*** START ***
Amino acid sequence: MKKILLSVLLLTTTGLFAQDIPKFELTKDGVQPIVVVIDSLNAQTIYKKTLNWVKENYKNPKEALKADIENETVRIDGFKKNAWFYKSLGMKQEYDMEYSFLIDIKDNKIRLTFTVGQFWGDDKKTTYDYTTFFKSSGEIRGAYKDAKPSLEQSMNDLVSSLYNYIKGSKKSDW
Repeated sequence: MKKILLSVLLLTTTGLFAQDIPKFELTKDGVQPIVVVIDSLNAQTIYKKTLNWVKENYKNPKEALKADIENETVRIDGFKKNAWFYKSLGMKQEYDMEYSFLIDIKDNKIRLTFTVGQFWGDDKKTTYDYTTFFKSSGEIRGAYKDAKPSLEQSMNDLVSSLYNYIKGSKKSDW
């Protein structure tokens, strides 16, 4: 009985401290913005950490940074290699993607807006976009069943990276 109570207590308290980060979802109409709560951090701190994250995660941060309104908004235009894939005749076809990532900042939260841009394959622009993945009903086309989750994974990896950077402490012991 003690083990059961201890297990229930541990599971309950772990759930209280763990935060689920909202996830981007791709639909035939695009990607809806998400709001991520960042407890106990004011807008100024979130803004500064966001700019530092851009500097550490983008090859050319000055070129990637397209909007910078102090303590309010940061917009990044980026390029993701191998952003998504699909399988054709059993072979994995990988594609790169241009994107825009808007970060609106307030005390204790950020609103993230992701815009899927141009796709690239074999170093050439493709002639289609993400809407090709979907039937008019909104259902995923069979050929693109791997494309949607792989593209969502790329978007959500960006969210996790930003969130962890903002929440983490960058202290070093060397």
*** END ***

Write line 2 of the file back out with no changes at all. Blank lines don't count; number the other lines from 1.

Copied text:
Repeated sequence: MKKILLSVLLLTTTGLFAQDIPKFELTKDGVQPIVVVIDSLNAQTIYKKTLNWVKENYKNPKEALKADIENETVRIDGFKKNAWFYKSLGMKQEYDMEYSFLIDIKDNKIRLTFTVGQFWGDDKKTTYDYTTFFKSSGEIRGAYKDAKPSLEQSMNDLVSSLYNYIKGSKKSDW